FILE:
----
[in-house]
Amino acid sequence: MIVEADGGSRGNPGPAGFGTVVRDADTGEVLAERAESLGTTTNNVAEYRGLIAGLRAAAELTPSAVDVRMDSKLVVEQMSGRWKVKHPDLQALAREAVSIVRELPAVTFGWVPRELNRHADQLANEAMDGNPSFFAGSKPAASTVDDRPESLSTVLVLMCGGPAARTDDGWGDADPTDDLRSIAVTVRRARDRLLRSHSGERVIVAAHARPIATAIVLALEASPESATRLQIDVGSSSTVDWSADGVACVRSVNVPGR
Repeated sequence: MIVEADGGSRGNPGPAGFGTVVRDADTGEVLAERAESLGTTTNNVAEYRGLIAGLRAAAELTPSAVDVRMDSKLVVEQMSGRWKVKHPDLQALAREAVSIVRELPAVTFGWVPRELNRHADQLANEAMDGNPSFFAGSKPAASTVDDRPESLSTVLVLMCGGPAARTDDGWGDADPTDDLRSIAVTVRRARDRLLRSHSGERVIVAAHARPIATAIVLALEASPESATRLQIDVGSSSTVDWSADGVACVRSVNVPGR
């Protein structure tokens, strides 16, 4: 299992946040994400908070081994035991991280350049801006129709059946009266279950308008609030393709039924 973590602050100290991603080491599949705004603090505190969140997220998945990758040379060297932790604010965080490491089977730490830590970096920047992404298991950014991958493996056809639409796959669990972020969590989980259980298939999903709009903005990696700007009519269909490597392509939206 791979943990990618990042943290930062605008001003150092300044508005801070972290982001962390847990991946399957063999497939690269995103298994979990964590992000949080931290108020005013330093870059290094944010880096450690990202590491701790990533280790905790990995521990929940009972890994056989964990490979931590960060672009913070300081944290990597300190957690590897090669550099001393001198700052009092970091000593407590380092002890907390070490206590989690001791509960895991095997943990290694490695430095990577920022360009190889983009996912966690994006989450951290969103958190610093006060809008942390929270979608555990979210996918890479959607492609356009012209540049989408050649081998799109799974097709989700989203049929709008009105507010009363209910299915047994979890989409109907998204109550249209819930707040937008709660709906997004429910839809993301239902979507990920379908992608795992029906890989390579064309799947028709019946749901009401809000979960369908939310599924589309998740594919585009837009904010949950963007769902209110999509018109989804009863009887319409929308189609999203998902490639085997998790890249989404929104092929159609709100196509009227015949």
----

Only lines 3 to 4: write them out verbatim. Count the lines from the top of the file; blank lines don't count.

Repeated sequence: MIVEADGGSRGNPGPAGFGTVVRDADTGEVLAERAESLGTTTNNVAEYRGLIAGLRAAAELTPSAVDVRMDSKLVVEQMSGRWKVKHPDLQALAREAVSIVRELPAVTFGWVPRELNRHADQLANEAMDGNPSFFAGSKPAASTVDDRPESLSTVLVLMCGGPAARTDDGWGDADPTDDLRSIAVTVRRARDRLLRSHSGERVIVAAHARPIATAIVLALEASPESATRLQIDVGSSSTVDWSADGVACVRSVNVPGR
């Protein structure tokens, strides 16, 4: 299992946040994400908070081994035991991280350049801006129709059946009266279950308008609030393709039924 973590602050100290991603080491599949705004603090505190969140997220998945990758040379060297932790604010965080490491089977730490830590970096920047992404298991950014991958493996056809639409796959669990972020969590989980259980298939999903709009903005990696700007009519269909490597392509939206 791979943990990618990042943290930062605008001003150092300044508005801070972290982001962390847990991946399957063999497939690269995103298994979990964590992000949080931290108020005013330093870059290094944010880096450690990202590491701790990533280790905790990995521990929940009972890994056989964990490979931590960060672009913070300081944290990597300190957690590897090669550099001393001198700052009092970091000593407590380092002890907390070490206590989690001791509960895991095997943990290694490695430095990577920022360009190889983009996912966690994006989450951290969103958190610093006060809008942390929270979608555990979210996918890479959607492609356009012209540049989408050649081998799109799974097709989700989203049929709008009105507010009363209910299915047994979890989409109907998204109550249209819930707040937008709660709906997004429910839809993301239902979507990920379908992608795992029906890989390579064309799947028709019946749901009401809000979960369908939310599924589309998740594919585009837009904010949950963007769902209110999509018109989804009863009887319409929308189609999203998902490639085997998790890249989404929104092929159609709100196509009227015949």